Superfood Breakdown: Chlorophyll
By Sarah Axtell, ND • April 22, 2021
Supplementing with liquid chlorophyll drops seems to be all the rage right now. Let’s unpack whether or not this “green blood of plants” is worth adding to your water.
First, let’s discuss what it is and its health benefits. Chlorophyll is the pigment that gives plants their green, vibrant color. Chlorophyll helps plants turn the sun’s rays into energy via photosynthesis. I often refer to it as the “green blood of plants” as it closely resembles a component of our red blood cells, hemoglobin. The hemoglobin in our blood is virtually identical to the molecular structure of chlorophyll. This means that it is a powerful “blood builder,” providing us with energy.
Chlorophyll is also a rich source of antioxidants. Antioxidants quell free radicals, which are essentially molecules that damage cells and age them rapidly. A diet rich in COLOR (such as this beautiful green hue found in green leafy vegetables) can thus slow the aging process and prevent chronic disease, such as Alzheimer’s, cancer, and heart disease.
It also stimulates detoxification pathways in the liver, making it a powerful blood cleanser and blood purifier.
Recent research also reveals it improves glucose tolerance, reduces inflammation, and increases the abundance of good flora in our gut.
And lastly, chlorophyll is an excellent source of vitamin K2. It is passed through the mammalian digestive tract into the bloodstream and then into the mammary gland. So in the past, humans got chlorophyll and thus vitamin K2 not only from plants but also from drinking grass-fed cow’s milk and eating grass-fed meat. However, today because of grain feeding animals and eating highly processed foods, vitamin K2 has gone missing from our diets. Vitamin K2 deficiency results in osteoporosis, heart disease and an accelerated aging process.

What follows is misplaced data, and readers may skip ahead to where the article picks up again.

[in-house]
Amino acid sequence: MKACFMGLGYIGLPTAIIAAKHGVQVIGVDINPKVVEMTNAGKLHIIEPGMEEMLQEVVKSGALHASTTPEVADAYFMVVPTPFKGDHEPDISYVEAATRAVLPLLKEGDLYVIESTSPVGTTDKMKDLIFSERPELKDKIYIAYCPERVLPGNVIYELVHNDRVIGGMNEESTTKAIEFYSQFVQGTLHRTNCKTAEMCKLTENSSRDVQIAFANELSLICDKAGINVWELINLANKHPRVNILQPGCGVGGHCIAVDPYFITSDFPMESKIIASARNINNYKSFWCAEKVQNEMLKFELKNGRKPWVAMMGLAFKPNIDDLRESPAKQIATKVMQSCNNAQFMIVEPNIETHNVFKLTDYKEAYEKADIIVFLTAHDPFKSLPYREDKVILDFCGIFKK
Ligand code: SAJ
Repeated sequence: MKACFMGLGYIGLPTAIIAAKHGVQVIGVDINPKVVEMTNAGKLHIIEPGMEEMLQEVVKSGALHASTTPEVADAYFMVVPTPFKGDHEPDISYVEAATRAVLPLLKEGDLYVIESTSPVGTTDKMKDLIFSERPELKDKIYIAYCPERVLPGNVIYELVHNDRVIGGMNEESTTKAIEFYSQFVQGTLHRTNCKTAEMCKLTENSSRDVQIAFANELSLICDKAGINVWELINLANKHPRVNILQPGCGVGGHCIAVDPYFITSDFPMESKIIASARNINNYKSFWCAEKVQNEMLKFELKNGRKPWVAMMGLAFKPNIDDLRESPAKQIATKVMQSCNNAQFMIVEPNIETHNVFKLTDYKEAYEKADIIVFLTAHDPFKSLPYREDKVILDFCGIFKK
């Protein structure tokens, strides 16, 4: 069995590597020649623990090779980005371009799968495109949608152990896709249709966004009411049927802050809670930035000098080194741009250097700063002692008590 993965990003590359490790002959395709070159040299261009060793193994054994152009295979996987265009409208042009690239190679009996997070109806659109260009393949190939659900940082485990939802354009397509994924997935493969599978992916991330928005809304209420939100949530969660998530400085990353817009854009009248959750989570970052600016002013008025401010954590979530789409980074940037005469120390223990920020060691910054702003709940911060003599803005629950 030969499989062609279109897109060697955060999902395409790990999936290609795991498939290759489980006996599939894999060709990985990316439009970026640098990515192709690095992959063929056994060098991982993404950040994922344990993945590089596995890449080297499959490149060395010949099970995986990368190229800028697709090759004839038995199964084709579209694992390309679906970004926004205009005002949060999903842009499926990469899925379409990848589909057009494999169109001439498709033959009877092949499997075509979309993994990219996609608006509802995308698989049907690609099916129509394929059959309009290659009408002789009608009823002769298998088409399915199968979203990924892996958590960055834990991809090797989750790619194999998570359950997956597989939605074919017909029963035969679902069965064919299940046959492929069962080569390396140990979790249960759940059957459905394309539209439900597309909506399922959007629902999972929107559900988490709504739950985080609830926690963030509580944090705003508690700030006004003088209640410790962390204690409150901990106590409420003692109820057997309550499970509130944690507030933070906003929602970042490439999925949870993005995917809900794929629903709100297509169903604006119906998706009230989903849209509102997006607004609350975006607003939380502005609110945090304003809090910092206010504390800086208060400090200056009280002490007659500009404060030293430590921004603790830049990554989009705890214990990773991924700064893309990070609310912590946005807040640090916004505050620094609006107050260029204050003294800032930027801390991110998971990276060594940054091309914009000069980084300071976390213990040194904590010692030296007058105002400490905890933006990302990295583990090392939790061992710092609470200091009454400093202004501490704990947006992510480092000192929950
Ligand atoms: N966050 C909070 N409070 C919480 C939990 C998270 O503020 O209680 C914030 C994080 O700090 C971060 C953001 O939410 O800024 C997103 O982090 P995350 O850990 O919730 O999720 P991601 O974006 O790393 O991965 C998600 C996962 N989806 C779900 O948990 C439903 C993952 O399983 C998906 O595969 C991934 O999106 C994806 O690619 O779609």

Food Sources of Chlorophyll
-Green leafy vegetables (kale, spinach, arugula, collard greens, salad greens)
-Green tea, especially matcha (matcha has been estimated to have 5.8x the chlorophyll content of regular green tea)
-Cilantro and parsley
-Sunflower seeds (Fun fact: the combination of sunflower seeds and baking soda in these cookies results in a natural green hue)
Should I supplement?
If you know me, I am a huge fan of “Food as medicine.” It is preferred to obtain chlorophyll from foods. Not only do we get chlorophyll from eating greens, but we also get other disease-fighting antioxidants, cleansing vitamins and minerals, and fiber!
Do note that when you add chlorophyll to your water, you are not drinking the whole green molecule. Chlorophyll can’t actually dissolve in water. Chlorophyll water is actually chlorophyllin, a compound derived from chlorophyll.
It won’t hurt to add liquid chlorophyll drops to your water, but don’t let this replace eating REAL.WHOLE.FOOD so you can get the other benefits of plants besides just chlorophyll. Aim for 2 cups of green leafy vegetables daily. Get really good at making: green smoothies for breakfast, salads for lunch, and stir-fries for dinner.
For ways to incorporate more chlorophyll in your diet, see these recipes:
Editor’s Note: The information in this article is intended for your educational use only. Always seek the advice of your physician or other qualified health practitioners with any questions you may have regarding a medical condition and before undertaking any diet, supplement, fitness, or other health program.